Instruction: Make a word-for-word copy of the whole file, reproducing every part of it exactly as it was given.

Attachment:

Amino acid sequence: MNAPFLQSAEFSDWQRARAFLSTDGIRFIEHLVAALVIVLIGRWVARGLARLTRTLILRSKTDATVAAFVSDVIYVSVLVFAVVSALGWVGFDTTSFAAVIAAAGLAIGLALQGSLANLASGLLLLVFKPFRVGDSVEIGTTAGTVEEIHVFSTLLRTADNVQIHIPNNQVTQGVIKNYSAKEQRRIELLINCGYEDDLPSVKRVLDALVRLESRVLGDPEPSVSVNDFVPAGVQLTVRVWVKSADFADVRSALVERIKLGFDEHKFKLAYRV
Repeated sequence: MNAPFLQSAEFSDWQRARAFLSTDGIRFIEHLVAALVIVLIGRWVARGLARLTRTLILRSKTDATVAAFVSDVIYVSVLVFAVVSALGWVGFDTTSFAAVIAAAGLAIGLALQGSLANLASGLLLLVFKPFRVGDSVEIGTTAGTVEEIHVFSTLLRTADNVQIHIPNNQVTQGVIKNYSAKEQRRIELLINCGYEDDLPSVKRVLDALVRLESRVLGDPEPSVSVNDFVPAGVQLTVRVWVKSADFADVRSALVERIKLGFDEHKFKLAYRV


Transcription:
Amino acid sequence: MNAPFLQSAEFSDWQRARAFLSTDGIRFIEHLVAALVIVLIGRWVARGLARLTRTLILRSKTDATVAAFVSDVIYVSVLVFAVVSALGWVGFDTTSFAAVIAAAGLAIGLALQGSLANLASGLLLLVFKPFRVGDSVEIGTTAGTVEEIHVFSTLLRTADNVQIHIPNNQVTQGVIKNYSAKEQRRIELLINCGYEDDLPSVKRVLDALVRLESRVLGDPEPSVSVNDFVPAGVQLTVRVWVKSADFADVRSALVERIKLGFDEHKFKLAYRV
Repeated sequence: MNAPFLQSAEFSDWQRARAFLSTDGIRFIEHLVAALVIVLIGRWVARGLARLTRTLILRSKTDATVAAFVSDVIYVSVLVFAVVSALGWVGFDTTSFAAVIAAAGLAIGLALQGSLANLASGLLLLVFKPFRVGDSVEIGTTAGTVEEIHVFSTLLRTADNVQIHIPNNQVTQGVIKNYSAKEQRRIELLINCGYEDDLPSVKRVLDALVRLESRVLGDPEPSVSVNDFVPAGVQLTVRVWVKSADFADVRSALVERIKLGFDEHKFKLAYRV